This is more a rhetorical question rather than any straight down the line inquiry, but how long does a trend have to be around before it stops being a trend and becomes part of style family? I guess it’s me, rather than you, the reader, who should be answering the question posed but the truth is… I’m not really sure.
The Breton sweater or t-shirt is the perfect example of an item of clothing that transcends the boundaries between being ‘on-trend’ and/or simple being a piece of timeless style; the classic blue and white stripes have been worn by men (and women) at various stages throughout its existence – more on that in due course – but it has never really always been part of the style set.
Right now however it is an integral piece of the male wardrobe and can be seen throughout the year being worn as either a heavyweight knit, a jersey sweater or the increasingly popular summer t-shirt.
It may not always have been a permanent source of style but there have been many occasions in the past century when the Breton top has been at the peak of its sartorial powers.
The jumper first came about in 1858 when it was enshrined in French law as the uniform of French sailors with the original design featuring twenty-one stripes – each stripe representing the victories of Napoleon – and was originally called a mariniere. Fisherman in the Breton region of France subsequently adopted the top and the name has been attached ever since.
I highly doubt Napoleon envisaged those stripes ever becoming attached to the world of fashion but it has been adopted through the decades by various groups and icons of music, film and art; Pablo Picasso, Andy Warhol, Kurt Cobain and James Dean have all made the Breton sweater their own while the fashion world has at regular intervals paid homage to those famous blue and white stripes.
French designer Jean Paul Gaultier is possibly the most famous exponent of the Breton sweater, using it in a number of his collections but most famously as the bottle for his world renowned men’s perfume, Le Male. He is by no means the only world famous fashion designer to advocate this quintessentially Gallic pullover however, with the likes of Burberry, Balmain, A.P.C and Dior Homme all using this classic look in their collections over the past year or so. And of course the high street stores have been quick to realise every man is loving the striped top at present, adapting the traditional shape and colour into enough variations to keep it looking original for another century or so.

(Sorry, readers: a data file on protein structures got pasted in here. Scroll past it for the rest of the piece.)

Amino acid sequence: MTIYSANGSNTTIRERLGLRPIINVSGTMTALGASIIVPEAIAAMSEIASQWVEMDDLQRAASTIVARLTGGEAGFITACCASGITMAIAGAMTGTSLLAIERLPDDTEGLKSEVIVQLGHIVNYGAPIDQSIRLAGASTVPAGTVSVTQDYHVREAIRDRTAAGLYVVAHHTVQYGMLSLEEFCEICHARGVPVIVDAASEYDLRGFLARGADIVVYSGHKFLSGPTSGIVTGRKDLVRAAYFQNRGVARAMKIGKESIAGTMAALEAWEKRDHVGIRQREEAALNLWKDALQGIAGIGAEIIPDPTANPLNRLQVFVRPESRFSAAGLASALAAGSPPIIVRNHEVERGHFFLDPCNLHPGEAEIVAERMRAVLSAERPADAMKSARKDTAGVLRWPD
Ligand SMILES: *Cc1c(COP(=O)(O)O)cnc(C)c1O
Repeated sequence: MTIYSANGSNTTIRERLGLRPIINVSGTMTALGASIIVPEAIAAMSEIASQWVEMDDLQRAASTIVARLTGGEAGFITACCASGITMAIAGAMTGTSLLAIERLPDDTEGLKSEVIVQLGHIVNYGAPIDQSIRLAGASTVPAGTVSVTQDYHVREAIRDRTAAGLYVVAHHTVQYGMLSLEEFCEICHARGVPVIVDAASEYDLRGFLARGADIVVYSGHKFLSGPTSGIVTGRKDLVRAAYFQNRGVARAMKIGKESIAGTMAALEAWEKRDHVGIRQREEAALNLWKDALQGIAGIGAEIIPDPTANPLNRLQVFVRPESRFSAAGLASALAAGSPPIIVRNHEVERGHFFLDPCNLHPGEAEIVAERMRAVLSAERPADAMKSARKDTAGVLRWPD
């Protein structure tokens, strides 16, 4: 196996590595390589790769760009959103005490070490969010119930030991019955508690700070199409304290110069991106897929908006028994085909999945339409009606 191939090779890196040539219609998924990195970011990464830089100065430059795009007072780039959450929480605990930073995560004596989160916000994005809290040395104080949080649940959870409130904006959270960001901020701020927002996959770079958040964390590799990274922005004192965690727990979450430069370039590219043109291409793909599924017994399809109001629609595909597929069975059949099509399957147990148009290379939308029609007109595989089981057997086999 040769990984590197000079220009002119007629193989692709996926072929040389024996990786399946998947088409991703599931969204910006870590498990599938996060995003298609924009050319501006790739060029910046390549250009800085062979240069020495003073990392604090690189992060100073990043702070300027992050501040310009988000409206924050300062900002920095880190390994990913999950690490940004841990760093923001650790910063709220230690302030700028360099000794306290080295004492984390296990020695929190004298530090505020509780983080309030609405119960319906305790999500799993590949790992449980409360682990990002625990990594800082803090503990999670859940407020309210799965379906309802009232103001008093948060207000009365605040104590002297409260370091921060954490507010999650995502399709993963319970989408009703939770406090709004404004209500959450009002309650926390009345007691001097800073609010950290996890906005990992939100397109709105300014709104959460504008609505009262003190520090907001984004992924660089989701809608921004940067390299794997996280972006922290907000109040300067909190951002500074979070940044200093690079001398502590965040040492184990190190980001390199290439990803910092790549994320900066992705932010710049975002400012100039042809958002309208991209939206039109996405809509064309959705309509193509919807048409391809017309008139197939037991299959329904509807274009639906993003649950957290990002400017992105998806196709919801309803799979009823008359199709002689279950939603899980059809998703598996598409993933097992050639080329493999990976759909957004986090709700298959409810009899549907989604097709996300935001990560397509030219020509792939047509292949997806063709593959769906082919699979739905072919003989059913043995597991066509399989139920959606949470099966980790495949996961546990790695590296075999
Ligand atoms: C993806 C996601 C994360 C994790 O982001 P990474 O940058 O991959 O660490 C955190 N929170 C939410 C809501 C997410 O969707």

While the high street may have adapted the Breton sweater and t-shirt to suit the needs of their business and commercial needs, for us here at MFM you simply cannot beat the original. It has such a classic look to it, somehow it feels almost churlish to contemporise the look simply because modernity dictates.
So while it may come in stripes of green and red, yellow and sky blue, here’s a few ways in which you can follow the rich and the famous by wearing the Breton top in its traditional navy and white, while at the same juncture giving it that fresh fashionable feel.
Lightweight artist jackets, like Breton tops, are very much in vogue at present so why not go the whole-hog and team them up. Add a pair of slim fitting chinos and some deck shoes or plimsolls, thus ensuring a look that retains all the elements of the classic gent but ensuring it is very much in trend in all departments.
Naval men may be proud for keeping everything in pristine order and condition, but why not mess the Breton look up a little. An oversized, loose fitting sweater, ripped jeans and well-worn hi-tops should do the trick just fine. Of course no grunger look is complete without a few bracelets or necklaces, plus a leather jacket can never go amiss either.
Suave and sophisticated with that debonair swagger, the Breton top may originate from a more rural French background but it wouldn’t look out of place of the heady streets of Monte Carlo. With a lightweight summer cardigan over a fine cotton, long sleeve Breton t-shirt, a crisp pair of formal trousers and some dapper loafers or dress shoes, this is most definitely a look for the more distinguished gentleman among us.
Breton stripes come and Breton stripes go, if you follow the trends that is. For those of you who like a little more substance and aren’t too readily swayed by the here and the now, the Breton sweater and the t-shirts that have become part of the modern fashion DNA will always hold a special place in the clothes we wear.
Be it a stroll along the beach in the height of summer or warding off the threat of cold in the depths of winter, there is always an occasion when those navy blue and white stripes will come in handy.
A great Frenchman once said: “Fashions fade, style is eternal.” Yves Saint Laurent might not have been referring to the Breton top per-se yet it’s a fitting quote from a true legend of the French fashion establishment.